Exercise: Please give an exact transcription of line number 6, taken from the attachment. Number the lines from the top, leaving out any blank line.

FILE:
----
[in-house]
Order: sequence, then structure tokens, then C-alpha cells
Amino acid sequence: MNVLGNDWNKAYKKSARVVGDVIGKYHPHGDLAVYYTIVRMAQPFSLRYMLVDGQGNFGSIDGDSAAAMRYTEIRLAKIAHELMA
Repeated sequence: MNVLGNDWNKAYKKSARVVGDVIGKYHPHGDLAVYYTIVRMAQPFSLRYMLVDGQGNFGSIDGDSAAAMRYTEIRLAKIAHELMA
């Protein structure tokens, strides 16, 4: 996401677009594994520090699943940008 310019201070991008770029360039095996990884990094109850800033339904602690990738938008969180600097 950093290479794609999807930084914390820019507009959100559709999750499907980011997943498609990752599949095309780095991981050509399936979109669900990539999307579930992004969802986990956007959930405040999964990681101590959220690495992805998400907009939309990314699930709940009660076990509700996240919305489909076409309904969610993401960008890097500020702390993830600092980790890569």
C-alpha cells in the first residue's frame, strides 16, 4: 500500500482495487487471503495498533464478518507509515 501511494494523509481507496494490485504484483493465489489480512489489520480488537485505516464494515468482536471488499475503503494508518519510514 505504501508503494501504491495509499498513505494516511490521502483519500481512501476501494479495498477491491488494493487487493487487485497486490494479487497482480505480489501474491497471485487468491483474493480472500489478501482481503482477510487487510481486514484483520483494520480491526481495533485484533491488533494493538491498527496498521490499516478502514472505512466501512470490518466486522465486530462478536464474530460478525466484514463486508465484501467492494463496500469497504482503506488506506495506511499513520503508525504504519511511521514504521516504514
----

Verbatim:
C-alpha cells in the first residue's frame, strides 16, 4: 500500500482495487487471503495498533464478518507509515 501511494494523509481507496494490485504484483493465489489480512489489520480488537485505516464494515468482536471488499475503503494508518519510514 505504501508503494501504491495509499498513505494516511490521502483519500481512501476501494479495498477491491488494493487487493487487485497486490494479487497482480505480489501474491497471485487468491483474493480472500489478501482481503482477510487487510481486514484483520483494520480491526481495533485484533491488533494493538491498527496498521490499516478502514472505512466501512470490518466486522465486530462478536464474530460478525466484514463486508465484501467492494463496500469497504482503506488506506495506511499513520503508525504504519511511521514504521516504514